[70] A motion to withdraw a guilty plea may be granted to correct a manifest injustice. CrR 4.2(f); Ross, 129 Wn.2d at 283. The defendant has the burden of proving manifest injustice. Ross, 129 Wn.2d at 283-84. Manifest injustice is proved by a showing that the plea is involuntary. State v. Saas, 118 Wn.2d 37, 42, 820 P.2d 505 (1991); State v. Taylor, 83 Wn.2d 594, 597, 521 P.2d 699 (1974).

[71] Burden of Proof

[72] Unless it is apparent from the record of the plea hearing that the plea was voluntary and intelligent, the State has the burden of proving the validity of the plea. Ross, 129 Wn.2d at 287; Wood v. Morris, 87 Wn.2d 501, 507, 554 P.2d 1032 (1976).

[73] The plea form here misrepresents the minimum community placement as one year. The court did not discuss sentencing at the hearing. Community placement counts as punishment. Ross, 129 Wn.2d at 286. It is no less restrictive of liberty than incarceration. Id. at 286-87. The offender may be ordered by the court to report to a community corrections officer; undertake specific employment or occupation, study, or training; observe prescribed geographical boundaries; report any change of address or employment; submit to medical treatment; abstain from controlled substances and alcohol; and pay supervision fees. Former RCW 9.94A.120(9)(b), (c) (1997); Ross, 129 Wn.2d at 281.

[74] Community placement time counts toward the statutory maximum sentence. Ross, 129 Wn.2d at 286. Mandatory community placement is thus a direct consequence of the plea that must be communicated. State v. Acevedo, 137 Wn.2d 179, 192, 970 P.2d 299 (1999).

[75] The mandatory community placement is supposed to be in the plea form. Ross, 129 Wn.2d at 282. In Ross, the outdated plea form contained no warning of community placement whatsoever. Id. at 282-83. Also, the court did not address the issue during oral colloquy. Id. at 283. The outdated plea agreement Mr. Hurt signed does warn that mandatory community placement is part of the sentence. However, like the form in Ross, it underestimates by one year the mandatory community placement to which the defendant is agreeing by signing the form. Mr. Hurt's court did not address the sentencing range at oral colloquy either. The correct information has since been added to the form: 'If this crime is a vehicular homicide . . . the judge will order me to serve at least two years of community placement.' CrR 4.2(g) (sample form at 6(f)).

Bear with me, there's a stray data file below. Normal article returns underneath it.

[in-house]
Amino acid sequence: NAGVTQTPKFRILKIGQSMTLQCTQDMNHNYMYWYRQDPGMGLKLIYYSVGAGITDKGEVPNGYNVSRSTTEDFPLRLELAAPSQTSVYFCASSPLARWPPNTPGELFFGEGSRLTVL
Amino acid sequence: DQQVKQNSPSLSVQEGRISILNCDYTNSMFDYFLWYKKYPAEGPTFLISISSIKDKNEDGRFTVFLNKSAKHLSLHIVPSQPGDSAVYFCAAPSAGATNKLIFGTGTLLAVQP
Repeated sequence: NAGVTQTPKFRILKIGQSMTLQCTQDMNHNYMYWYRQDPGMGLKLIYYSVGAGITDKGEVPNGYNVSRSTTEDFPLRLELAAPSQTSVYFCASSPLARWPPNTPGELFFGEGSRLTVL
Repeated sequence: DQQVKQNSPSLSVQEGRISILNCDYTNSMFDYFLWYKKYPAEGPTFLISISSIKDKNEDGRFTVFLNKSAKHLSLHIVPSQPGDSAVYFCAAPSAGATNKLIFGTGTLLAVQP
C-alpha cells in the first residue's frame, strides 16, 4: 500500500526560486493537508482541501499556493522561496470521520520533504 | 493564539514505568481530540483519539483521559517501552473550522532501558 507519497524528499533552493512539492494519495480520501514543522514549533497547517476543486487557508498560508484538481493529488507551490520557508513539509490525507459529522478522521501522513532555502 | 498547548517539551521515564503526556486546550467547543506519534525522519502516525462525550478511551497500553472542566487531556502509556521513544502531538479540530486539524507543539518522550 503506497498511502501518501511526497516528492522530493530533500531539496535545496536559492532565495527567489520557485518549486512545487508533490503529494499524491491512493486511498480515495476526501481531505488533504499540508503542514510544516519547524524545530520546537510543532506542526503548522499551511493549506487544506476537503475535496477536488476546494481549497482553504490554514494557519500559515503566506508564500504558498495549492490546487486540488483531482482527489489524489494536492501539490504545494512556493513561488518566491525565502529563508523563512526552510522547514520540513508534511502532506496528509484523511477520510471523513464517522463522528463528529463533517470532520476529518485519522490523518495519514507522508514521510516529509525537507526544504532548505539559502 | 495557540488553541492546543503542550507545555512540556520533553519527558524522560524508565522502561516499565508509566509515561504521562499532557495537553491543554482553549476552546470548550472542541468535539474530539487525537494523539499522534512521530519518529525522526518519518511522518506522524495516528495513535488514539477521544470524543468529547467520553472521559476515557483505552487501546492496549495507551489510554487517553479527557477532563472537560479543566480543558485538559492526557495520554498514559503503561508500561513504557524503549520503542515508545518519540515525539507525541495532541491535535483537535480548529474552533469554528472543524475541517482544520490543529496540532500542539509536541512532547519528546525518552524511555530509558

[76] The defendant must be informed of all direct consequences of a guilty plea. CrR 4.2(d); Wood, 87 Wn.2d at 510. In accepting the plea, the court entered the standard finding that the defendant understands the consequences of the plea. CP at 7. Here, the court also made a bench finding that the defendant understood the consequences of the plea. Report of Proceedings (Aug. 3, 1998) at 10. However, neither the plea form nor the judge informed Mr. Hurt that community placement would be at least two years.

[77] This results in an involuntary plea as a matter of law. Absent correct information of the consequences, the defendant is incapable of entering a knowing, intelligent, and voluntary plea. Ross, 129 Wn.2d at 288.


[79] Mr. Hurt also argues that his guilty plea was not voluntary because he was not informed of the specifics of his restitution.

[80] Former RCW 9.94A.142(4) (1997) provides for restitution where the victim is entitled to benefits under the crime victims' compensation act, chapter 7.68 RCW. State v. Reed, 103 Wn. App. 261, 265, 12 P.3d 151 (2000). RCW 7.68.120 provides for reimbursement to the crime victims' compensation fund.